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Good ... Now Just Vote No

September 24, 2003

Common sense prevailed Tuesday as an 11-member panel of the U.S. 9th Circuit Court of Appeals unanimously ordered California's recall election to be held Oct. 7 as originally scheduled. The American Civil Liberties Union then did the prudent thing by declining to appeal to the U.S. Supreme Court. There would have been little chance that the nation's highest court would have taken up the politically loaded case.

The San Francisco panel firmly rejected the idea that the use of punch-card ballots in Los Angeles and five other counties would have disenfranchised substantial numbers of voters in those areas. The court said in a summary of the ruling that "plaintiffs will suffer no hardship that outweighs the stake of the state of California and its citizens in having this election go forward as planned."

In fact, there was substantial evidence that postponing the election until the March 2 primary, as the ACLU wanted, might have disenfranchised even more voters as they faced new and unfamiliar voting machinery. County officials had said it would be virtually impossible for them to handle a ballot with 135 gubernatorial candidates at the same time as the primary.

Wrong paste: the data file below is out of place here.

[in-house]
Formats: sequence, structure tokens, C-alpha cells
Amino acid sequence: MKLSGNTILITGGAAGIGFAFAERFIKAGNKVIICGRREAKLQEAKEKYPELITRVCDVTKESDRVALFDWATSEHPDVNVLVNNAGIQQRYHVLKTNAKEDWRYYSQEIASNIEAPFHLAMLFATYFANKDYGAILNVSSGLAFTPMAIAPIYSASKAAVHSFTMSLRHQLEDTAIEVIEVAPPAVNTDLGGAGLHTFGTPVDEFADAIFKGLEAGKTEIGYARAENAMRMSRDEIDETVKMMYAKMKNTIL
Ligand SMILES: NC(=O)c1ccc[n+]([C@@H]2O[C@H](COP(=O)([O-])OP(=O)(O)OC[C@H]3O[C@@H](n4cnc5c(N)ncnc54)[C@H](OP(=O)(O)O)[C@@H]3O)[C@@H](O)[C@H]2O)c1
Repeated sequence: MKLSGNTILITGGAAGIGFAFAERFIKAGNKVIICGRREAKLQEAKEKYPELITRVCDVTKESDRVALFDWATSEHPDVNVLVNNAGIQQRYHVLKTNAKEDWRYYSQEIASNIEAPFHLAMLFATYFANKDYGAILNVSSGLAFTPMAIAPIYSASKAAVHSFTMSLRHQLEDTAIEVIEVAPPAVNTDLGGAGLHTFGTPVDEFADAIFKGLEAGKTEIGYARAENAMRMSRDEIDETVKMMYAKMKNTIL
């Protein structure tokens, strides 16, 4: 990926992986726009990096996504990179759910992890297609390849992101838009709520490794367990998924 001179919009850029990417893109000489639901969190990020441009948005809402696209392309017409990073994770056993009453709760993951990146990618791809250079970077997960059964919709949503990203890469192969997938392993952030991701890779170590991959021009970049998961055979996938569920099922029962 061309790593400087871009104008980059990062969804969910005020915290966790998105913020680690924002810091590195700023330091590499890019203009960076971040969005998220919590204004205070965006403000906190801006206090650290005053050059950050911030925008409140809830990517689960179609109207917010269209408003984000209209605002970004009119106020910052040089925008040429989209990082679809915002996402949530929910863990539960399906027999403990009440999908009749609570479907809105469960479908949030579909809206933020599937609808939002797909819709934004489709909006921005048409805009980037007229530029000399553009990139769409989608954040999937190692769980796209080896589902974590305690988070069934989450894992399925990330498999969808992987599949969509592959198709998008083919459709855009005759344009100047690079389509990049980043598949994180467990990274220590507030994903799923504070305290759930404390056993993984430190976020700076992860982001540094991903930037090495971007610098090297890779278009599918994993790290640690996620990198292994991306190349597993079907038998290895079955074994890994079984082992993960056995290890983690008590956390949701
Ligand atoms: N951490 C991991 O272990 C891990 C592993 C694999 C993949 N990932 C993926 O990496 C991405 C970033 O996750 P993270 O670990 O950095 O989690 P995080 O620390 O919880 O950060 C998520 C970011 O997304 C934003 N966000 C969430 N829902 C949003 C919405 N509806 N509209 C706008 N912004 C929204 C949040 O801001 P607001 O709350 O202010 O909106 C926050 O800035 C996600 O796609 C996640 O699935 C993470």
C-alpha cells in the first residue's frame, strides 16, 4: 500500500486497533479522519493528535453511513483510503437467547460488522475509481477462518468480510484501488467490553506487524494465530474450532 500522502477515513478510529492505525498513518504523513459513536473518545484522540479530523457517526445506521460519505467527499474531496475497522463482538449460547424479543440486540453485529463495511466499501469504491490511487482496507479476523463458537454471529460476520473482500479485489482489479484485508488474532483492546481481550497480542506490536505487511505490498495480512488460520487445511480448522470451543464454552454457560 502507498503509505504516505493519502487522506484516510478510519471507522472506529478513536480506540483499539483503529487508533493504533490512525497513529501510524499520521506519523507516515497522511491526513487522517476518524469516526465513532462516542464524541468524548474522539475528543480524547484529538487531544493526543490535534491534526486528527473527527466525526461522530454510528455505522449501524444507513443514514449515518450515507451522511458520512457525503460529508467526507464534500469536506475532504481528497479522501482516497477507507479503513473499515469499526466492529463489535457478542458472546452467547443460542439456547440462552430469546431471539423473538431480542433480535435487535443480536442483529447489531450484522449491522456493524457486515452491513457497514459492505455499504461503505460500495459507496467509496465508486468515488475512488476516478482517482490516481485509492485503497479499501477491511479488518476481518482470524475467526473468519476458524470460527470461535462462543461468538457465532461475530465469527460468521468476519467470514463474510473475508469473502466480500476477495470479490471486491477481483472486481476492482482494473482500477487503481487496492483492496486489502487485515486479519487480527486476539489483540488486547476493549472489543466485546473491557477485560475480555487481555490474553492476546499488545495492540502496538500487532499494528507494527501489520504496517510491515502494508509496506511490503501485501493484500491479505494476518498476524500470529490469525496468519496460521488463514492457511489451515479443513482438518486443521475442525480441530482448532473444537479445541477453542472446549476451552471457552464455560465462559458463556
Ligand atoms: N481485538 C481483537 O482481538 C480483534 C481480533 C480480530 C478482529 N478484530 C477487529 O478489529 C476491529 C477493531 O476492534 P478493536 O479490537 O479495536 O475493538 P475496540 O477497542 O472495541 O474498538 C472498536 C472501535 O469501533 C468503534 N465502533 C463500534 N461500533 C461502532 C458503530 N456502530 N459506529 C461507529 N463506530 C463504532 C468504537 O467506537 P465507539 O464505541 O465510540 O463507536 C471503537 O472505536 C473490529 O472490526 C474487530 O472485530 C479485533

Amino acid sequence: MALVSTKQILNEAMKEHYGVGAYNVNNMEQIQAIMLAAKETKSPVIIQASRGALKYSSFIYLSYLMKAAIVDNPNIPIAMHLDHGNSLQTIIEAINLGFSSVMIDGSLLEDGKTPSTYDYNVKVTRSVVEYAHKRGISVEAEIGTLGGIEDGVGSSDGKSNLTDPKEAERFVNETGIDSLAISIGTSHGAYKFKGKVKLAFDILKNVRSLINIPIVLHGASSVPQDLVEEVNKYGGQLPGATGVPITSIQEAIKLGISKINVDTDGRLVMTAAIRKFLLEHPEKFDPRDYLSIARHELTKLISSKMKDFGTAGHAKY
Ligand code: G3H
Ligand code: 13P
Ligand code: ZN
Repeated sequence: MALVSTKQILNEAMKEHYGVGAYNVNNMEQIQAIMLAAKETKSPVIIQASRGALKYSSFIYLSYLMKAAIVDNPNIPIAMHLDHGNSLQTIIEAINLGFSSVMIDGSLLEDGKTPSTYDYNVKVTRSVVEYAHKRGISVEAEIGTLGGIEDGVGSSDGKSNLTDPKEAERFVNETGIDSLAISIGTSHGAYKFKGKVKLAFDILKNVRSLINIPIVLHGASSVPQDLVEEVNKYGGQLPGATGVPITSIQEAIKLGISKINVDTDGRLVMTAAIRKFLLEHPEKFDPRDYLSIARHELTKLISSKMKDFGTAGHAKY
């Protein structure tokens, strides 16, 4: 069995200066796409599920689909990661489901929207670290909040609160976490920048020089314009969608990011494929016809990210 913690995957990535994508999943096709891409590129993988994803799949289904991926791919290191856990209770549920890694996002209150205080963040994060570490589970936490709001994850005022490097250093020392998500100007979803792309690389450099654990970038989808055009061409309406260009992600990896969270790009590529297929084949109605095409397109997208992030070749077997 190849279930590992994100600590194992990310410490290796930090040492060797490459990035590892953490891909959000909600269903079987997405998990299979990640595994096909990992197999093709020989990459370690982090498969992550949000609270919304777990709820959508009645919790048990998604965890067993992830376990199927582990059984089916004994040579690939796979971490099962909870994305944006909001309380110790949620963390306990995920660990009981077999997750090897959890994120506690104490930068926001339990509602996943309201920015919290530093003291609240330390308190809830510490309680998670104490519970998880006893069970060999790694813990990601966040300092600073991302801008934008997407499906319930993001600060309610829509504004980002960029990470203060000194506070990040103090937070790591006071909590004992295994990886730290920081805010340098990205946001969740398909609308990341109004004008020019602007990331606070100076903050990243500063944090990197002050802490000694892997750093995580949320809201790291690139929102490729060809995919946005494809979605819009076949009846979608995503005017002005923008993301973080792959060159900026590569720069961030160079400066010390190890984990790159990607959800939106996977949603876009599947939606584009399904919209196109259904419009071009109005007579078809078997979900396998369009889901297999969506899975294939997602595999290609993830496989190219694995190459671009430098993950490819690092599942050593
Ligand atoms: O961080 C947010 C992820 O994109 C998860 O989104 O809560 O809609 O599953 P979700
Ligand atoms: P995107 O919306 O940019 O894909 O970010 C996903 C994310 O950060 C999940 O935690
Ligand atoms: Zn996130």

Tuesday's decision was a sharp rebuke to a three-justice panel that stunned California on Sept. 15 by voting to put off the election.

The ACLU tried to equate the use of the discredited punch-card ballots with the problem of the hanging chads in the 2000 Florida election. But the situation was never similar. The Florida count was halted because rules for recounting ballots varied from county to county. California has a single standard for recounts.

Still, the silliness continued this week when Rep. Darrell Issa (R-Vista), who financed the recall petition drive and doesn't want to see the GOP vote divided, suggested that voters oppose the recall unless one of the two leading Republicans dropped out. Issa's suggestion that voters reject the recall is right, although its partisan reasoning is wrong. The recall of the governor should be rejected because it would be bad for the state. If it prevails, any state chief executive could be yanked from office without compelling reason. The economic and political instability that California has seen this year would become a permanent condition.

The appeals court has properly decided that the show, or rather, the election, must go on. In less than two weeks, we hope, the voters of California will end the recall cycle once and for all.

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